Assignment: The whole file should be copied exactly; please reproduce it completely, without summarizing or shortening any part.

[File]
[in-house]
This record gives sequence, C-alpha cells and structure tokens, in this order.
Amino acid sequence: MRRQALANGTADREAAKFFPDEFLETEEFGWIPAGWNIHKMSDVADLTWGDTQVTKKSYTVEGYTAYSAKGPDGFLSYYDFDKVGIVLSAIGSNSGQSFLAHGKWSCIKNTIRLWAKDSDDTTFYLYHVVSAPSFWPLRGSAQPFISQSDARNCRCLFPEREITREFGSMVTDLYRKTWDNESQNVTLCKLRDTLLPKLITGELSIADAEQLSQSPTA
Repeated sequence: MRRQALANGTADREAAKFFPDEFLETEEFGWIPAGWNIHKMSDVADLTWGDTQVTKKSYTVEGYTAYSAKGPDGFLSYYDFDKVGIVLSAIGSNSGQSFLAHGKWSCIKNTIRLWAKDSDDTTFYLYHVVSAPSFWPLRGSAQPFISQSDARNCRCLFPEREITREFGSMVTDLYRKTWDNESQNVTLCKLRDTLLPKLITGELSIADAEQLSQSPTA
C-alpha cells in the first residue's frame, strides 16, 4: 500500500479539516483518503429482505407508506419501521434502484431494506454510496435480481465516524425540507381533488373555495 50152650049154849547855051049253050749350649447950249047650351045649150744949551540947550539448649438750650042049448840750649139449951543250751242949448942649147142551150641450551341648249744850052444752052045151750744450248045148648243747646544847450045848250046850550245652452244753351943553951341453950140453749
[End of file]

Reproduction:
[in-house]
This record gives sequence, C-alpha cells and structure tokens, in this order.
Amino acid sequence: MRRQALANGTADREAAKFFPDEFLETEEFGWIPAGWNIHKMSDVADLTWGDTQVTKKSYTVEGYTAYSAKGPDGFLSYYDFDKVGIVLSAIGSNSGQSFLAHGKWSCIKNTIRLWAKDSDDTTFYLYHVVSAPSFWPLRGSAQPFISQSDARNCRCLFPEREITREFGSMVTDLYRKTWDNESQNVTLCKLRDTLLPKLITGELSIADAEQLSQSPTA
Repeated sequence: MRRQALANGTADREAAKFFPDEFLETEEFGWIPAGWNIHKMSDVADLTWGDTQVTKKSYTVEGYTAYSAKGPDGFLSYYDFDKVGIVLSAIGSNSGQSFLAHGKWSCIKNTIRLWAKDSDDTTFYLYHVVSAPSFWPLRGSAQPFISQSDARNCRCLFPEREITREFGSMVTDLYRKTWDNESQNVTLCKLRDTLLPKLITGELSIADAEQLSQSPTA
C-alpha cells in the first residue's frame, strides 16, 4: 500500500479539516483518503429482505407508506419501521434502484431494506454510496435480481465516524425540507381533488373555495 50152650049154849547855051049253050749350649447950249047650351045649150744949551540947550539448649438750650042049448840750649139449951543250751242949448942649147142551150641450551341648249744850052444752052045151750744450248045148648243747646544847450045848250046850550245652452244753351943553951341453950140453749